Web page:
|By Jnan Dash||
|September 26, 2016 09:00 AM EDT||
I moderated a panel of three CIOs last Sunday at the Solix Empower conference on the subject of data-driven enterprise. The three CIOs came from different industries. Marc Parmet of the TechPar group spent many years at Avery Dennison after stints at Apple and IBM. Sachin Mathur leads the IT innovations at Terex Corp., a large company supplying cranes and other heavy equipment. PK Agarwal, currently dean at Northeastern University, used to be the CIO for the Government of California. Here are some of the points covered:
- I reminded the audience that we are at the fourth paradigm in science (as per the late Jim Gray). A thousand year ago, science was experimental, then few hundred years back science became theoretical (Newton’s law, Maxwell’s law..), fifty tears ago, science became computational (simulation via a computer). Now the fourth paradigm is data-driven science where experiment, theory, and computation must be combined to one holistic discipline. Actually science hit the “big data” problem long before the commercial world.
- Top level management is starting to understand that data is the oxygen, but they are yet to fully make their organizations data-driven. Just having a data warehouse with analytics and reporting does not make it data-driven, but they do see the value of predictive analytics and deep learning for competitive advantage.
- While business-critical applications continue to run on-premise, newer, less critical apps such as collaboration and email (e.g. Lotus Notes) are moving to the public cloud. One said that they are evaluating migrating current Oracle ERP to a cloud version. Data security and reliability are critical needs. One panelist talked about not just private, public or hybrid cloud, but “scattered” cloud which will be highly distributed.
- Out of the 3Vs of big data (volume, variety, and velocity), variety seems to be of higher need – images, pictures, videos combined with sensors deployed in manufacturing and factory automation. For industries such as retail and telcos, volume dominates. The velocity part will become more and more critical as streaming of these data in real-time will need fast ingestion and analysis-on-the-fly for timely decision making. This is the emerging world of IoT where devices with an IP address will be everywhere – individuals, connected homes, autonomous cars, connected factories. They will produce huge amounts of data volume. Cluster computing with Hadoop/Spark will be the most economical technology to deal with this load. Much work lies ahead.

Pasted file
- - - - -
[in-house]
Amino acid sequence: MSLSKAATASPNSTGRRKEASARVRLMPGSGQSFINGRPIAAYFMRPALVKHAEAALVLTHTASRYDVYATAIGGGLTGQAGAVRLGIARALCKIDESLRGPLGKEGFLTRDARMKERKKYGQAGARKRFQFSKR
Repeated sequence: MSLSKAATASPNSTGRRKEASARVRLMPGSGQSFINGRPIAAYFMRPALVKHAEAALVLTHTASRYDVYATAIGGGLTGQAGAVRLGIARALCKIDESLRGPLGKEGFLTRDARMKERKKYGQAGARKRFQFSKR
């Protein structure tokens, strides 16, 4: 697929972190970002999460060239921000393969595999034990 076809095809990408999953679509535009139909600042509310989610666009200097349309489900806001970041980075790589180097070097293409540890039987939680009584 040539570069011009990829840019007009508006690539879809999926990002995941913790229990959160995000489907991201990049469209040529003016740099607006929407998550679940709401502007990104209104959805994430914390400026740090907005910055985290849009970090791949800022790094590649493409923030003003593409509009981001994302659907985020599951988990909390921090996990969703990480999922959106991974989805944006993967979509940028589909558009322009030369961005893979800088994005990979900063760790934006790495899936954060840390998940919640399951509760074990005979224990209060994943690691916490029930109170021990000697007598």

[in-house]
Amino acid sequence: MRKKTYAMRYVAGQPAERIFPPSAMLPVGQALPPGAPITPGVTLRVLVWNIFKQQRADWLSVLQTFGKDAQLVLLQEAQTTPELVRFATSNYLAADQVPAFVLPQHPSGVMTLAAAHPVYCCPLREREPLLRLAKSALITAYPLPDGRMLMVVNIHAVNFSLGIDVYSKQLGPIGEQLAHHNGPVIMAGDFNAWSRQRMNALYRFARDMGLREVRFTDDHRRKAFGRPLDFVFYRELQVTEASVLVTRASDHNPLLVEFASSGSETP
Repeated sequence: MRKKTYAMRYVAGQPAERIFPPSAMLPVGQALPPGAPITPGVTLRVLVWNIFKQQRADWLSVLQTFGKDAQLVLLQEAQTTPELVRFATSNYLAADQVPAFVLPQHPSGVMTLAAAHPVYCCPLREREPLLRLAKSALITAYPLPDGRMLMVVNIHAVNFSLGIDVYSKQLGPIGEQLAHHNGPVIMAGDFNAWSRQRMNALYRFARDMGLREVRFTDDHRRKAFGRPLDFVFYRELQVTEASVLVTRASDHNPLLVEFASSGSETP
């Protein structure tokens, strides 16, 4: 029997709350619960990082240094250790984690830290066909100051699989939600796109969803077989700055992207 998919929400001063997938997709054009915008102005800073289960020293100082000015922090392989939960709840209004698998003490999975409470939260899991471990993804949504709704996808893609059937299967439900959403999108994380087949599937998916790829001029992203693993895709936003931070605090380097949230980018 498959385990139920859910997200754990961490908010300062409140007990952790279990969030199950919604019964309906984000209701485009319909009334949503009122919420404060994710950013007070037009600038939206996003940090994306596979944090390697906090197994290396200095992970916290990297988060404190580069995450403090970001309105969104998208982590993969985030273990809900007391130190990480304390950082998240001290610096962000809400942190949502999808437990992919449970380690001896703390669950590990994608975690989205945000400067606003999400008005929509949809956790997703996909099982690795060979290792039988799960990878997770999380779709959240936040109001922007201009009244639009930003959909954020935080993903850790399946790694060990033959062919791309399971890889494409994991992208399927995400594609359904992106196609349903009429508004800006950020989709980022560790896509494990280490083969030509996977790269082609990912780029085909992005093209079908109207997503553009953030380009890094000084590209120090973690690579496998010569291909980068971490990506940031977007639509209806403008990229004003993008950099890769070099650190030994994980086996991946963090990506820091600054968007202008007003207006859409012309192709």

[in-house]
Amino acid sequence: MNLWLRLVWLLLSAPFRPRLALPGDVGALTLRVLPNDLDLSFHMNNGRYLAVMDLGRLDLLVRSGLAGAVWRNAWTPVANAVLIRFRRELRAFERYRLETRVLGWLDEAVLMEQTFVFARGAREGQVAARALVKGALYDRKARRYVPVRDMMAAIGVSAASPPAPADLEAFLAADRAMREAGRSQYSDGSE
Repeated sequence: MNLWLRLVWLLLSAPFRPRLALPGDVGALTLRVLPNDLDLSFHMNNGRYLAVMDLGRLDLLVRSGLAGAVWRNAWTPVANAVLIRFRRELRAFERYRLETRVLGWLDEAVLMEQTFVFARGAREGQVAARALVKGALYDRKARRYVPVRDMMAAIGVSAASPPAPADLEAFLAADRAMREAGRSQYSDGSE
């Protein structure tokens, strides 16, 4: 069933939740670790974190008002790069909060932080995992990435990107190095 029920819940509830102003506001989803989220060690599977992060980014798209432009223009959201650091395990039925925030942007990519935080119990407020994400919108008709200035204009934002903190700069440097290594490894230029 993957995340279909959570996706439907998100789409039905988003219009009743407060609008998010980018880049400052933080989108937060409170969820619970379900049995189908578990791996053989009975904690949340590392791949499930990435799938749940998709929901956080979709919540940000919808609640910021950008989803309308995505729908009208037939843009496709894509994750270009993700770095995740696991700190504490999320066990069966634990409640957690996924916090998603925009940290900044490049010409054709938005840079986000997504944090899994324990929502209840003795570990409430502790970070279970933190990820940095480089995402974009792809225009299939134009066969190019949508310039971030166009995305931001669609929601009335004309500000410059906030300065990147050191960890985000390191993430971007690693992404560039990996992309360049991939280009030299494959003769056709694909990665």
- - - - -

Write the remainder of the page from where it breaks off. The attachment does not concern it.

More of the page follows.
- There will be serious shortage of “big data” or “data science” skills, of the order of 4-5 million in next few years. Hence universities such as Northeastern is setting up new curriculum on data science. Today’s data scientist must have knowledge of the business, algorithms, comp. science, statistical modeling plus he/she must be good story teller. Unlike the past, it’s not just answering questions, but figuring out what questions to ask. Such skills will be at a premium as enterprises become more data-driven.
We discussed many other points. It was a fun panel.
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Enterprise IT has been in the era of Hybrid Cloud for some time now. But it seems most conversations about Hybrid are focused on integrating AWS, Microsoft Azure, or Google ECM into existing on-premises systems. Where is all the Private Cloud? What do technology providers need to do to make their offerings more compelling? How should enterprise IT executives and buyers define their focus, needs, and roadmap, and communicate that clearly to the providers?
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